Less than a month after taking office, Sacramento’s new mayor Darrell Steinberg is showing how much he believes in the power of the arts to help strengthen the region by putting some money where his mouth is. At the city council meeting on Tuesday, Jan. 10, dozens of local activists, artists, restaurateurs and entrepreneurs were on hand to voice their support for the “Creative Economy Pilot Project and Implementation,” which passed unanimously with a 9-0 vote. The initiative will pump $500,000 dollars worth of seed money into future experimental arts, food and tech projects around Sacramento, with the first allotment of $25,000 going toward the upcoming ArtStreet project, a massive, multidisciplinary exhibit that will run from Feb. 3–25 in a warehouse in downtown Sacramento. The seed money will come from the city’s Innovation and Growth Fund launched by former mayor, Kevin Johnson and will not impact the general fund.

Steinberg addressed the audience at the city council meeting to talk about his hopes for the program, stating that, in part, it’s intended, “To create opportunities for many of the emerging arts organizations and individuals, to be able to experiment around what works to enliven public spaces, to enliven the urban environment, to create that sense of excitement …” He also went on to point out that, “This is not just a downtown centric strategy, the proposal here tonight is to commit to at least one arts innovation hub in each city council district.”

According to a city council report, the Creative Economy Pilot Project consists of four strategies “that expand civic innovation beyond the technology sector.” Those are: 1) Making Sacramento a platform for experimentation; 2) Building a place-based neighborhood ecosystem around food, tech and art; 3) Empowering individual creators, makers and entrepreneurs; 4) Practicing what we preach: civic engagement and innovation in City Hall. The report also specifies that each grant awarded through the pilot program will not exceed $100,000, ensuring that more projects and/or entities might be able to get a piece of the pie (our words, not theirs).

The day after the city council vote passed, I posted a series of questions on my personal Facebook page, like, “How will this money be allocated? Who gets to decide? How can we make sure it’s a fair and transparent process? Is $500K really enough or just a drop in the bucket? How do we, as a creative community, make sure we don’t forget about and/or turn our backs on the many local music and arts entities who have been ‘making Sacramento cool’ for decades, all while never getting financial hand outs?” along with a number of other mostly rhetorical questions.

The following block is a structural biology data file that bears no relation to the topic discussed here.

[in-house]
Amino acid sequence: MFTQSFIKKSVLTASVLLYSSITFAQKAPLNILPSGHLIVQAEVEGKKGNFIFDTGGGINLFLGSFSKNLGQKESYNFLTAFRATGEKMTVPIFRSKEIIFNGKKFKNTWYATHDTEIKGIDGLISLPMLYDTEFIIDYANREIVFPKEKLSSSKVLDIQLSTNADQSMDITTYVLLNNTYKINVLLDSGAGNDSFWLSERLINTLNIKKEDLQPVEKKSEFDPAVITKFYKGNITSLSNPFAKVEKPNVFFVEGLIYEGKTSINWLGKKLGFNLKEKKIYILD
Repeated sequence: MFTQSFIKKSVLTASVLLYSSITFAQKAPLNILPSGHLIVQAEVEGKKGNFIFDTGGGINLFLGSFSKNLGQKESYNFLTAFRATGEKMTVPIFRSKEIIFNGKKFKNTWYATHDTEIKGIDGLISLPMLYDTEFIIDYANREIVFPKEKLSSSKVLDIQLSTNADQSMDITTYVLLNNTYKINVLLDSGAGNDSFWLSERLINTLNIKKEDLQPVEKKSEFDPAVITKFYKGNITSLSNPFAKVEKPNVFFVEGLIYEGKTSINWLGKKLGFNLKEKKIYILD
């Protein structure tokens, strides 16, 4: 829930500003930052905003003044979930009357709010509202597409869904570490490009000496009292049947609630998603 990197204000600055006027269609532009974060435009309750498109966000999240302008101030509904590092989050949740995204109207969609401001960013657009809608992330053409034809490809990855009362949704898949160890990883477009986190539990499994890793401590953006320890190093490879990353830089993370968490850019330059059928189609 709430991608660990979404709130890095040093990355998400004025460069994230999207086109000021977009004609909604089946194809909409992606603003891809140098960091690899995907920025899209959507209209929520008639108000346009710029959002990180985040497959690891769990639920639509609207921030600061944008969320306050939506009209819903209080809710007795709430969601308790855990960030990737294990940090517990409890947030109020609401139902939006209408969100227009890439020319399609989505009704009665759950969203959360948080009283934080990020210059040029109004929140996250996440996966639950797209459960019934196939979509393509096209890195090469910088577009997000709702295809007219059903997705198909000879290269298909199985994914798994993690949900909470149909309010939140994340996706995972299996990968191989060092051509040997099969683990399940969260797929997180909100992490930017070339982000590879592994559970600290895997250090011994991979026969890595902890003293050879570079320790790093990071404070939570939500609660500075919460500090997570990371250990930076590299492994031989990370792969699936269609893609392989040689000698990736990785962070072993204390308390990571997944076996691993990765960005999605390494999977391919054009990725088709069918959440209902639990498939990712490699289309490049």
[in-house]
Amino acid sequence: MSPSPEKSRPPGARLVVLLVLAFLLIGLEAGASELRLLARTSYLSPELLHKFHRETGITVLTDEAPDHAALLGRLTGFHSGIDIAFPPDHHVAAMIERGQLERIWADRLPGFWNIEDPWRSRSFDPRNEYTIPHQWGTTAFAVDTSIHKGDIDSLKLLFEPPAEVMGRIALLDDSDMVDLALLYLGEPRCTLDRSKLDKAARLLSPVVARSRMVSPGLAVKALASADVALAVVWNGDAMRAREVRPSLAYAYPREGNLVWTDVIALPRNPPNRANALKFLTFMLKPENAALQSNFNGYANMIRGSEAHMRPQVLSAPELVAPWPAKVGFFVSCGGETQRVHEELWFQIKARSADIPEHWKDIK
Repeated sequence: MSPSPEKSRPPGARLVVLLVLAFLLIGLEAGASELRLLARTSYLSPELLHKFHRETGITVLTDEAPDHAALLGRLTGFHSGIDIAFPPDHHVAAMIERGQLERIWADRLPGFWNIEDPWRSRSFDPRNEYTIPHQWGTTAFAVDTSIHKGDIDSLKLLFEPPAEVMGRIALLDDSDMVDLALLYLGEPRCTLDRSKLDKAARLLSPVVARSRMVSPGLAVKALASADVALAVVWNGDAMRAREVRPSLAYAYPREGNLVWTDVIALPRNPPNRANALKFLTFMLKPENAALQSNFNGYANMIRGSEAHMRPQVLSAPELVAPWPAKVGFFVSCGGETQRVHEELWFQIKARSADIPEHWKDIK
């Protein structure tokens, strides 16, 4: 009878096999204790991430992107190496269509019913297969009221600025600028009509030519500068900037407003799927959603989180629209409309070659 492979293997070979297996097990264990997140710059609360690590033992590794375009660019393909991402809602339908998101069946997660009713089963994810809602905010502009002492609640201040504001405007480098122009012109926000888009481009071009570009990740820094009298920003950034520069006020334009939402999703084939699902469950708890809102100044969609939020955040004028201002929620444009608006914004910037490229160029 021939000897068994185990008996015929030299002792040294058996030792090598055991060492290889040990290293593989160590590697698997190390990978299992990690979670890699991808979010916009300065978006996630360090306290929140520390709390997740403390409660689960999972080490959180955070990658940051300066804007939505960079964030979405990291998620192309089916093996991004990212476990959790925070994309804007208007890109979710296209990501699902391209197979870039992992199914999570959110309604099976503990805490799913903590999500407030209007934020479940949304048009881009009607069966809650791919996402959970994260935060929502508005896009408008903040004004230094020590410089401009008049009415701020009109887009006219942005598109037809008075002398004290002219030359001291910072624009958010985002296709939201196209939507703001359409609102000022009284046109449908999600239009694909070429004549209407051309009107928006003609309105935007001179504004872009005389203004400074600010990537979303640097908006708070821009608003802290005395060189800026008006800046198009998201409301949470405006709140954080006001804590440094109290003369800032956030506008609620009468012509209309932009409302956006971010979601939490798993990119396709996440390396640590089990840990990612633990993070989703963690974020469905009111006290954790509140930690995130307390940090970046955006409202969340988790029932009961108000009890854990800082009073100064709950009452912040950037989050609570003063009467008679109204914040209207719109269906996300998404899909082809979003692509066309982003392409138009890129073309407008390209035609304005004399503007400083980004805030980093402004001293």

I received well over a dozen responses, most of them thoughtful and very interesting. Sarah Marie Hawkins, a local artist and activist, responded with, “So many of the same questions I have. The meeting was informative, empowering and positive but did leave a lot of blank spaces.”

Christy Savage, local artist and filmmaker, said in part, “I am pretty damn excited to see Steinberg jump right in with actual money for the arts … Hoping it bodes well for the future for all of us.”

Andru Defeye of the local art collective ZFG (short for Zero Forbidden Goals) had this to say: “The entirety of the arts community throughout the entirety of the city needs to be involved in the ‘experiments’ that are being designed … If we want equity then we all have to work to ensure that the money doesn’t go back into the same (very white) well of artists in Midtown. I’m cautiously optimistic and feel like the next step is everyone staying active and demanding accountability surrounding things like cultural equity and affordable housing for creatives.”

For local movers and shakers in the creative sphere, this is indeed great news, but now the real work begins: coming up with strong and widely supported ideas of ways to use the seed money, getting those ideas approved by the city and then, most importantly, implementing them successfully. Like Andru said, we here at Submerge are very excited about the pilot program, but we too remain “cautiously optimistic.” Show us what you got, Sacramento creatives! We’ll be watching and reporting on what happens with the program in the coming months.

    Jonathan Carabba

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    Find me at the bowling alley. Co-founder + Advertising Director + Marketing at Submerge. Contact: jonathan@submergemag.com